TCEQ regulations require a proposed site to meet a setback distance of 440 yards from a residence, school or place of worship. But the community fears materials from the plant will disperse in the water and affect the entire watershed. The field the plant would be located in has flooded three times this year, Marshall said.
“How can you possibly imagine the toxins will neatly remain within that 440 yards when you have water carrying ... those toxins throughout our river system?” he said.
The site is also located within 3 miles of several neighborhoods, churches and schools. Residents also claimed increased truck traffic could disrupt the peace and tear up the road.
Buendia said he would run between 10 and 15 trucks daily. He also said that compared to nearby competitors, he believes his site is the closest to fast-developing areas in Montgomery County like FM 1488 and 2978, which translates to less traffic and emissions.
According to the TCEQ, the ingredients that make up concrete such as water, cement, and aggregates such as sand and gravel are considered nonhazardous.
If concrete batch plants meet permit requirements, they are not determined to be of concern to public health, according to the TCEQ. A public notice issued by the TCEQ on March 19 stated because Buendia Concrete met all permit guidelines, a TCEQ director gave a preliminary decision to issue registration.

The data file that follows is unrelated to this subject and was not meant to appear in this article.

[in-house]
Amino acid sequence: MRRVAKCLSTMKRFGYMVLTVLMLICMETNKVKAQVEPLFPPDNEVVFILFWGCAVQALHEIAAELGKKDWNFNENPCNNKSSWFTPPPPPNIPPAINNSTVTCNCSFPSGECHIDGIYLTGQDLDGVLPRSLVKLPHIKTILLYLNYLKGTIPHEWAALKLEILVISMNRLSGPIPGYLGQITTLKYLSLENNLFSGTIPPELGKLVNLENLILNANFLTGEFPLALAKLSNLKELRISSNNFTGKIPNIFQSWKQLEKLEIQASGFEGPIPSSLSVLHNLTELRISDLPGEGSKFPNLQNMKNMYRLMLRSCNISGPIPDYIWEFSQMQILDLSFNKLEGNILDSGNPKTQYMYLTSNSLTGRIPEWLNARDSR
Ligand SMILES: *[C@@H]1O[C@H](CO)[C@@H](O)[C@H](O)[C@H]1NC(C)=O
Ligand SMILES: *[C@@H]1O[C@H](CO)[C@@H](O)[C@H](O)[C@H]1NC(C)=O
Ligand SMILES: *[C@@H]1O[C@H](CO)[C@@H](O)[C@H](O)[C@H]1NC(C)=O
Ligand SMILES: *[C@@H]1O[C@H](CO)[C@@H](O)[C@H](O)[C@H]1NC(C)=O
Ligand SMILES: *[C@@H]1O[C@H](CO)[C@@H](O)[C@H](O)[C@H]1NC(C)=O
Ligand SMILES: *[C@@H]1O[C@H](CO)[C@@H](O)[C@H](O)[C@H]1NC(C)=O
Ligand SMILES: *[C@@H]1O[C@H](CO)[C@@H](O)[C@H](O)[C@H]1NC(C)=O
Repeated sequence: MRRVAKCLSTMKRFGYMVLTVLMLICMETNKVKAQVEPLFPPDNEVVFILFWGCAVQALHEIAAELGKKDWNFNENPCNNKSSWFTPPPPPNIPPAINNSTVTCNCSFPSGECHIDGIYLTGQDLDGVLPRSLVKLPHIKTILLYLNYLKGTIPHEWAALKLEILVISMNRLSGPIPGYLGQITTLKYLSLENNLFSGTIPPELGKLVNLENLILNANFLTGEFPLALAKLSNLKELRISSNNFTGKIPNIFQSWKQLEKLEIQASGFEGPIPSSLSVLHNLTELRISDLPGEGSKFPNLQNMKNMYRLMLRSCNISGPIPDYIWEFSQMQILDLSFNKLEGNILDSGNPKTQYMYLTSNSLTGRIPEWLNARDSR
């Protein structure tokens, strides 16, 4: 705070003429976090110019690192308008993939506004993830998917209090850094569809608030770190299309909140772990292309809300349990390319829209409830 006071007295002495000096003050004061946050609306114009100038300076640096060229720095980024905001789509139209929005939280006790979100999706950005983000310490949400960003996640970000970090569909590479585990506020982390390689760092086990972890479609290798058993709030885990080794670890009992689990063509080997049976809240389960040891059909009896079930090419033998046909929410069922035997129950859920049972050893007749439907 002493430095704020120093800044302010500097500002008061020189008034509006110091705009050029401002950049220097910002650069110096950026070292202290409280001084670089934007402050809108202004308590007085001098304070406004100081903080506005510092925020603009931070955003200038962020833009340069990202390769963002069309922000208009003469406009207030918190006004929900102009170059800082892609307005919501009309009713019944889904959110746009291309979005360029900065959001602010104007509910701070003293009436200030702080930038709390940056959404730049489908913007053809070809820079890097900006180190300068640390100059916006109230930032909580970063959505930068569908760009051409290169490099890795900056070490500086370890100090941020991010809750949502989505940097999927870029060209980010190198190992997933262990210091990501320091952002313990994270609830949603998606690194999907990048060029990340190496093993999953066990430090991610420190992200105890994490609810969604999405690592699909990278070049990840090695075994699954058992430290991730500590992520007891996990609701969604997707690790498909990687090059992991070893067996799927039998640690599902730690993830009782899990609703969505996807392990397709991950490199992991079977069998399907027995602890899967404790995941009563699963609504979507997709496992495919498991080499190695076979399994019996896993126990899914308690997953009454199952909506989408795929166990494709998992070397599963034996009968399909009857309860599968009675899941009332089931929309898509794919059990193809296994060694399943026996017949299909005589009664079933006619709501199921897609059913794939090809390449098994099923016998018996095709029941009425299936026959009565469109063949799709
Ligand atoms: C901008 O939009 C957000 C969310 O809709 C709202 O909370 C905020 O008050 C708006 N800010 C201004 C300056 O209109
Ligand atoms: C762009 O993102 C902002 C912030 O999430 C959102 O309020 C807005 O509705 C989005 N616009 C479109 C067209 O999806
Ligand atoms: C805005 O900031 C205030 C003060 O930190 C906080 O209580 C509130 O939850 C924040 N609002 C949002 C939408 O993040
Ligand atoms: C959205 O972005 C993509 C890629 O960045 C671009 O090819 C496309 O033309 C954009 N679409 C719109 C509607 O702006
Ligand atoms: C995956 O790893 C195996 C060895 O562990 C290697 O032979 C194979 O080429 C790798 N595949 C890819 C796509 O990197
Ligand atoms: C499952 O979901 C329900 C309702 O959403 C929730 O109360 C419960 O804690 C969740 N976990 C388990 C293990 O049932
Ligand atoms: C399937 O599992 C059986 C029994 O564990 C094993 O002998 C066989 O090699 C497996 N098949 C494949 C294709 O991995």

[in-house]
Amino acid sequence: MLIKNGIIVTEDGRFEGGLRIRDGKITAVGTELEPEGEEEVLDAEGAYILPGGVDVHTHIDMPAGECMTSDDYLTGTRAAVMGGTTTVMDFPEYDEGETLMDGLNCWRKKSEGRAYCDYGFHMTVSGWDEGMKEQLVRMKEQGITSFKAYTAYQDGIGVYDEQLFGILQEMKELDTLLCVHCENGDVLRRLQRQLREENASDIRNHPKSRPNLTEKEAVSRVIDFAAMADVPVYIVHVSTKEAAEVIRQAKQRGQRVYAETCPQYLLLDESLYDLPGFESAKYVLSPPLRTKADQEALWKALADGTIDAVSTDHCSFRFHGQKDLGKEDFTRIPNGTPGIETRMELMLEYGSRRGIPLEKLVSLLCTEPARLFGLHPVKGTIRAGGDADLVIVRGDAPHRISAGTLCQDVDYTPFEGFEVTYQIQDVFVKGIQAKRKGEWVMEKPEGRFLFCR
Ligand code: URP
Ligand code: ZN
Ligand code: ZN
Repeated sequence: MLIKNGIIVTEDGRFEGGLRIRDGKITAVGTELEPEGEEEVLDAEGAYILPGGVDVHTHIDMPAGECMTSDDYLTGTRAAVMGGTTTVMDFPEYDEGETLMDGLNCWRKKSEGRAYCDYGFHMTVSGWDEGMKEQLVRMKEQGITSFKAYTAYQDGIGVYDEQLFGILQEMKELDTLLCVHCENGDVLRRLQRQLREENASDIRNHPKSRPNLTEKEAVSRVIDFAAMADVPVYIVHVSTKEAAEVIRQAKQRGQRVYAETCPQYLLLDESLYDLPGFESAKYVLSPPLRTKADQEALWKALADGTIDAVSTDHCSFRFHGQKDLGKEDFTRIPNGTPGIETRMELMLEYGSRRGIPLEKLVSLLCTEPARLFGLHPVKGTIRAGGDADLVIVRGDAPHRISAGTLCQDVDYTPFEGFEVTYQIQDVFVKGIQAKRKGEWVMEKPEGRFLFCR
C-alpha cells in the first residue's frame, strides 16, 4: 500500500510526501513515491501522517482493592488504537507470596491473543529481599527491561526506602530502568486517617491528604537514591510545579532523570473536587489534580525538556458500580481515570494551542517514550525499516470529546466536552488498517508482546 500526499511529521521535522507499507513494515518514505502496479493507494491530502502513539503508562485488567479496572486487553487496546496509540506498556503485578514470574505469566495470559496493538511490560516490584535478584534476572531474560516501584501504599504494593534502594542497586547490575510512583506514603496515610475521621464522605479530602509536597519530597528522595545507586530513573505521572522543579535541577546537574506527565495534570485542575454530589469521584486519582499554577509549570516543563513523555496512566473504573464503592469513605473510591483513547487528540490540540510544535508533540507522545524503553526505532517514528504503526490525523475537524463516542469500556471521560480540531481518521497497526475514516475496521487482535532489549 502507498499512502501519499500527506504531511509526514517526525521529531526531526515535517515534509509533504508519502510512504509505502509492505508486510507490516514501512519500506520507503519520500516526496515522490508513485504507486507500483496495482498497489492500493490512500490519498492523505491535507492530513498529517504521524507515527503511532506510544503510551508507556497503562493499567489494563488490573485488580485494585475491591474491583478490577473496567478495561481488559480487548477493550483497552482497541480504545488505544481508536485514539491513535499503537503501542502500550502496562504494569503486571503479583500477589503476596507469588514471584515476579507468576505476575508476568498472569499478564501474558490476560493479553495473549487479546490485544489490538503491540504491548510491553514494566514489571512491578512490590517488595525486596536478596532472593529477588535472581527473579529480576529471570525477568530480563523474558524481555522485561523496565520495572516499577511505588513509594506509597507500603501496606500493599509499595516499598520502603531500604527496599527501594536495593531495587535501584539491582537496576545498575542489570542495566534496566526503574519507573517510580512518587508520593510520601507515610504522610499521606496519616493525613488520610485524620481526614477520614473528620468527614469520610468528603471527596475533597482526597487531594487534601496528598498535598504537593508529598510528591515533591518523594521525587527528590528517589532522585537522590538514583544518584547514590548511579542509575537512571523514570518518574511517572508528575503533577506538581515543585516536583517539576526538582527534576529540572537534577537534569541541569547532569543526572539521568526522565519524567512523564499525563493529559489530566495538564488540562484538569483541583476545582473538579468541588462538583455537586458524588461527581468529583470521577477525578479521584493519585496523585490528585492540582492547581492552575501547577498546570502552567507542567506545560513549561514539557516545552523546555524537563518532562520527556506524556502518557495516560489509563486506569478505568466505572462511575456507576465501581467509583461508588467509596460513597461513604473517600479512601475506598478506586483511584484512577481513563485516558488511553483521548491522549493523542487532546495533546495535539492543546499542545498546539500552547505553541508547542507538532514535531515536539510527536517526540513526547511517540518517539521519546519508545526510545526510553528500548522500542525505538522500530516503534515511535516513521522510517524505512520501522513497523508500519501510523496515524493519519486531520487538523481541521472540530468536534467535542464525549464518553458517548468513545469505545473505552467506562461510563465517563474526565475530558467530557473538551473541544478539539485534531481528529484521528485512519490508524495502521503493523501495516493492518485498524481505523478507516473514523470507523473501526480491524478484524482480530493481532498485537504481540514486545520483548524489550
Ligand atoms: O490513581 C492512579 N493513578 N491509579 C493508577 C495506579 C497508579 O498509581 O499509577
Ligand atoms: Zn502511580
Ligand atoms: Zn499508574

Josh Leftwich, president and CEO of Texas Aggregates and Concrete Association, a state trade association, said concrete plants are necessary to Texas’ growing concrete industry. Leftwich said he lives within a mile of two concrete batch plants.
“The permits that are in place are very protective of the environment if they are operated correctly,” he said. “I think most companies want to be good neighbors.”
Environmental and public health advocacy groups said they believe individual concrete batch plants are just symptoms of a statewide problem. Williams said the permit process essentially consists of filling out a standardized form.
“They just fill in the boxes and pretty much get their permit granted,” he said.
TCEQ states its permitting process only regulates air emissions and that water quality is not within the scope of the standard permit. The agency also does not have the authority to consider a plant’s location, aesthetics or effects on property values when determining whether to approve an air permit.
Advocacy groups are also concerned there is little oversight once a concrete batch plant is built. In theory, if a plant follows its permit guidelines, there will likely not be detrimental environmental or public health effects, Williams said. The problem is companies do not always operate according to regulations, he said.